My buddy’s feet are in BAD shape. He can’t safely walk on them, really, at all, but certainly not for long durations. To help with this, I rented a wheelchair and wheeled him around all weekend. It worked really well, except that the shuttles dropped him off at the back of the center, and he was expected to walk all the way around. Now PAX predicted issues like this and created “medical” badges for people like this. I got one, and my buddy got one. The PAX enforcers were great dealing with it, helping move him through crowds and making sure that he could get a seat where he could see, but the convention center security was not so great.
On Saturday morning, after we’d identified this problem on Friday, I went to speak to one of the entrance guards by the bus entrance. He refused to be reasonable. I, a little miffed, stalked off, figuring I’d get an enforcer or one of the security guard’s supervisors to deal with it. I spoke to the enforcers at the information booth, and they confirmed that he should be able to enter from that side. I saw someone else in uniform and went to speak with them, but as I said, Excuse me, sir,” to the person and he turned, I saw his arm badge was that of the Boston PD, not a security guard. I figured what the hell and forged ahead though, looking down at my badges a moment to turn it around to show the cop my medical pass.
But I didn’t get a chance. Before I could continue, the first words out of his mouth, in an extremely condescending tone were, “Hey, look me in the eyes when you talk to me.”
I was momentarily stunned. I tried to recover by beginning to explain that I had been glancing down to show him my badge, but he cut me off with a dismissive statement along the lines of “Sure, sure, but I want people to look me in the eyes when they talk to me.”
So I lost it. I said, “Nevermind!” and starting storming off, again. He called after me, “I guess it wasn’t worth it, then,” and I responded, “You’re right, being treated like that isn’t worth it,” and then yelled, at the top of my lungs – in the middle of the entry hall of the convention center, mind you, “WAY TO SERVE AND PROTECT!”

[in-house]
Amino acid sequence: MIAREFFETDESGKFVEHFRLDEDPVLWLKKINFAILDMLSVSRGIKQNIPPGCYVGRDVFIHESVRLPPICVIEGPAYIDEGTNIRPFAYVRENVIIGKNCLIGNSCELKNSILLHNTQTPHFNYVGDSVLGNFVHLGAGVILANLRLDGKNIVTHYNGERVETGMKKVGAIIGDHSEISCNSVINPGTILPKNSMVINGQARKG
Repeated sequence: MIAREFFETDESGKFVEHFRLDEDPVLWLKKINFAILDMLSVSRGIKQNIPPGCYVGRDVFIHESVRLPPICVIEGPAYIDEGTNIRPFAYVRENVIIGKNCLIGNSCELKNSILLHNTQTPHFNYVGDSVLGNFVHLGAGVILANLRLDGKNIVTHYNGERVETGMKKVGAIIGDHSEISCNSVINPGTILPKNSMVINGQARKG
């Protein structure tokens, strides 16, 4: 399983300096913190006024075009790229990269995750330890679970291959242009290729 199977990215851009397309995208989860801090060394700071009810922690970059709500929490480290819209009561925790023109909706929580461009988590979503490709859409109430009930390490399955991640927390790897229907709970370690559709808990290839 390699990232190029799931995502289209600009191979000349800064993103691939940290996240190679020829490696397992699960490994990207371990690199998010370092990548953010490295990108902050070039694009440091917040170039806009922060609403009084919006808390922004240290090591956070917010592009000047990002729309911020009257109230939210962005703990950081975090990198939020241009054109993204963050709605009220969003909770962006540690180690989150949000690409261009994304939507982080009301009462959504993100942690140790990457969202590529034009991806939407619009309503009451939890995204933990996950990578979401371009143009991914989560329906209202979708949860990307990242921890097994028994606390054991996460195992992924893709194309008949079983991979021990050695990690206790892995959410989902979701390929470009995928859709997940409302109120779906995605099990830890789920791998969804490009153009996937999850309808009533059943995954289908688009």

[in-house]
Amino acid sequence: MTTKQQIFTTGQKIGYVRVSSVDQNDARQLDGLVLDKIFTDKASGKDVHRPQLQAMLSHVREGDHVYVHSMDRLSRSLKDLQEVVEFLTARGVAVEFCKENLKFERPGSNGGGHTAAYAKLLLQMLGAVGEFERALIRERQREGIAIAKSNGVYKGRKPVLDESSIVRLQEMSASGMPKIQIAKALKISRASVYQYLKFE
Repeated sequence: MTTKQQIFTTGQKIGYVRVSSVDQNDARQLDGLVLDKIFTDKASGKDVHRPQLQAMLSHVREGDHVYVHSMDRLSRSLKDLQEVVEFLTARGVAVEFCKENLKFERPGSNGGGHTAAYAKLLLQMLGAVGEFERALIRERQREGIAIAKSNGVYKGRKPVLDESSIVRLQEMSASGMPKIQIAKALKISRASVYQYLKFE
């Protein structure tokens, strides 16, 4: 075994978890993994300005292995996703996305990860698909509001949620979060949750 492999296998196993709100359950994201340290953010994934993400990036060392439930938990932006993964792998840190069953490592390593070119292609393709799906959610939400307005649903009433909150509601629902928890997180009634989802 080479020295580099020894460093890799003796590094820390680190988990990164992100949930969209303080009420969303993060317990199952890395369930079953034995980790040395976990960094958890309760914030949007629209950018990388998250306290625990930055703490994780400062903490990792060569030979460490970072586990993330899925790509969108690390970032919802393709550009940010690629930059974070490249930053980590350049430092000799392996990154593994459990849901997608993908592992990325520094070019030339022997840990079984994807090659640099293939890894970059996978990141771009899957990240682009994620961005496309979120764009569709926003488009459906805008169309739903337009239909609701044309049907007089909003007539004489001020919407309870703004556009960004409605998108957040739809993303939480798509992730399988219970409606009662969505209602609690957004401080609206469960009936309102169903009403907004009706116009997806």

I walked over to my wife, who was mortified, and moments later the cop chased me down and started over, a lot more polite. Since he was being nice now, I apologized and explained the situation, explained why I was annoyed and what the problem was. He listened politely this time, but then completely sided with the security guard, despite the fact that I had told him that the rule the security guard was enforcing had been clarified by the enforcers and that the security guard was wrong.
Then the cop got a taser out of his pocket – I kid you not – and started lecturing me about the importance of safety. He explained he’d taken the taser off of someone that morning, keeping everyone safe. He told a story about how he’d found an uzi under someone in a wheelchair once. I offered to let him search the wheelchair, which of course wasn’t his point, but since he was just defensively rambling about how he was serving and protecting people since apparently I’d hit a nerve, but it was a waste of my time if he wasn’t going to help me.
I finally broke away from the cop and went back, with the wheelchair, to the security guard. I told him I’d spoken to an enforcer who’d confirmed my point of view, but of course the security guard didn’t believe me. He continued to explain how no one could come through the doors blah blah blah, but I persisted.
Honestly, I finally wore him down. He finally said, “Well, I guess if you both have medical passes…” and let it go.
So I did win, but it was a stressful and irritating way to start the day.
However, there were so many great things that the irritation was quickly gone. More on those next time.
Stubborn (and home)